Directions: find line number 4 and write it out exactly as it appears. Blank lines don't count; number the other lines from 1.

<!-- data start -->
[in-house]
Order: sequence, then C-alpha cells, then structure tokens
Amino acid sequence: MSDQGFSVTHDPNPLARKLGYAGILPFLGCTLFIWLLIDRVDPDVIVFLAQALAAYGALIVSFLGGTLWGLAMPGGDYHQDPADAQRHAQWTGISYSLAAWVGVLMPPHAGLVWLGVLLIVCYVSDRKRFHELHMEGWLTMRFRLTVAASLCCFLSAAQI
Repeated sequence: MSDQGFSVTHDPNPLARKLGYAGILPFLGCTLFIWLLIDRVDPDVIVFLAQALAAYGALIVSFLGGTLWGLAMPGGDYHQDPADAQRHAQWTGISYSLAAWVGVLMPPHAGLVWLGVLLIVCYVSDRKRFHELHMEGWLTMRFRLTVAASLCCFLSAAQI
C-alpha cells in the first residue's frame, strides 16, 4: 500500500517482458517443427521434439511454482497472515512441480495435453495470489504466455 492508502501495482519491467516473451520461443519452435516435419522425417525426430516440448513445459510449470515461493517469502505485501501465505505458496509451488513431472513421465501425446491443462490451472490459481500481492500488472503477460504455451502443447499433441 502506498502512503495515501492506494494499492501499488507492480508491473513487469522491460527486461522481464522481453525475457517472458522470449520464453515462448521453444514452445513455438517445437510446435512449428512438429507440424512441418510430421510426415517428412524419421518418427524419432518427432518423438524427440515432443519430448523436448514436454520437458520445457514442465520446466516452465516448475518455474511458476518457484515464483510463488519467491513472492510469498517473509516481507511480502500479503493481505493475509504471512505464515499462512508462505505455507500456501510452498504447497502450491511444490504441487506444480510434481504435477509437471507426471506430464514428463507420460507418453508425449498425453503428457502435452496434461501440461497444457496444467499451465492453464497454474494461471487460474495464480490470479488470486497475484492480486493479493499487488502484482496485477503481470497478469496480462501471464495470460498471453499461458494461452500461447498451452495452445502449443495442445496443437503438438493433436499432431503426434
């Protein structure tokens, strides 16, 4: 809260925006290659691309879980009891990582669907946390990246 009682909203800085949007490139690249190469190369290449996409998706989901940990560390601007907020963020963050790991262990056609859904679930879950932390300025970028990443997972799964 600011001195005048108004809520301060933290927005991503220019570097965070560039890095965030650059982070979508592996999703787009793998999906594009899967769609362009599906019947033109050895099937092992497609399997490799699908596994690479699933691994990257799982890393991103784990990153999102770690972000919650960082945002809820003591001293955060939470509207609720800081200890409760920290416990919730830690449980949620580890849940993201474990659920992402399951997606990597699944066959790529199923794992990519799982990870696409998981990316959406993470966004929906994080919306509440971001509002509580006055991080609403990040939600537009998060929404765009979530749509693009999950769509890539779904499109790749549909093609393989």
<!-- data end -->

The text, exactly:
Repeated sequence: MSDQGFSVTHDPNPLARKLGYAGILPFLGCTLFIWLLIDRVDPDVIVFLAQALAAYGALIVSFLGGTLWGLAMPGGDYHQDPADAQRHAQWTGISYSLAAWVGVLMPPHAGLVWLGVLLIVCYVSDRKRFHELHMEGWLTMRFRLTVAASLCCFLSAAQI